Running Molecule

When developing the Ansible roles for these services, the biggest initial issue was getting Systemd to work in a docker container. I tried the suggestions from the Molecule documentation, as well as from Jeff Geerling’s blog post and a few other ideas until I found a docker systemd image from lean-delivery.

Since I already have docker setup on my laptop, I ran these commands to scaffold a new Ansible role:

pip3 install --user molecule
molecule init role joalon.freeipa-client
cd joalon.freeipa-client

And changed the molecule/default/molecule.yml to use the lean-delivery docker image:

- name: instance
    image: leandelivery/docker-systemd:centos7
    privileged: True
      - seccomp=unconfined
      - /sys/fs/cgroup:/sys/fs/cgroup:ro
      - /tmp
      - /run
      - SYS_ADMIN

Big disclaimer, using privileged docker containers and/or the SYS_ADMIN capability is like giving the image developer root access to the host system. I feel bad doing it but I didn’t get it to work any other way.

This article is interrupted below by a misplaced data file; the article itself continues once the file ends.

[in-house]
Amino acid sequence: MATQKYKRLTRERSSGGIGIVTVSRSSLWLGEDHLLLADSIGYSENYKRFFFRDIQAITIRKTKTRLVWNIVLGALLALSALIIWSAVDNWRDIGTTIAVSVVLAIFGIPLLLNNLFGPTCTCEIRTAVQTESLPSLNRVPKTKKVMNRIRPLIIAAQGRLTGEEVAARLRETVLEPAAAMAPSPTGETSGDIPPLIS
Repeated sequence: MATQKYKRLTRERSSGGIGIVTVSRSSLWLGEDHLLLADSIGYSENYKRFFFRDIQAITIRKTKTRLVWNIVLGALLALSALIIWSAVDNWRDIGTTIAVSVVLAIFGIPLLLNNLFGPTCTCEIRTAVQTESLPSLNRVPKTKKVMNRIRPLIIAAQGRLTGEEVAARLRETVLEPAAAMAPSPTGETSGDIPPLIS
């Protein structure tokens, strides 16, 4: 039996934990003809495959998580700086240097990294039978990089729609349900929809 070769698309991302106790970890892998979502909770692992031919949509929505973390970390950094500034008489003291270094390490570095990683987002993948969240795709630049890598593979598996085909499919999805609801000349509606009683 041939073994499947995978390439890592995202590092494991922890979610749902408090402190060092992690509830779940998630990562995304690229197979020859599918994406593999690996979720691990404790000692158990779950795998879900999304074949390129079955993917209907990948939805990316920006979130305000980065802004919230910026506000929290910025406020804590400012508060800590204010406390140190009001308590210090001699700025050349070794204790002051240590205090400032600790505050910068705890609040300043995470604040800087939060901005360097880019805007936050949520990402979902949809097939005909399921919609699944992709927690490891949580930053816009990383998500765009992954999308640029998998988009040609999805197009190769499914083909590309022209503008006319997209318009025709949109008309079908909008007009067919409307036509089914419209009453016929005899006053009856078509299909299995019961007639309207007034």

After these steps I could incrementally develop a role:

# Do some changes to the ansible role
molecule converge

# Destroy the current container
molecule destroy

# Create it again and check that the role is idempotent
molecule converge
molecule converge


The home lab took a bit longer to setup than I anticipated but I’m very glad with the automation and identity management. If I get around to enrolling my laptop into the domain I’ll be able to use Ansible’s dynamic inventory to get the hosts list from FreeIPA using this script. Anyway, thanks for reading!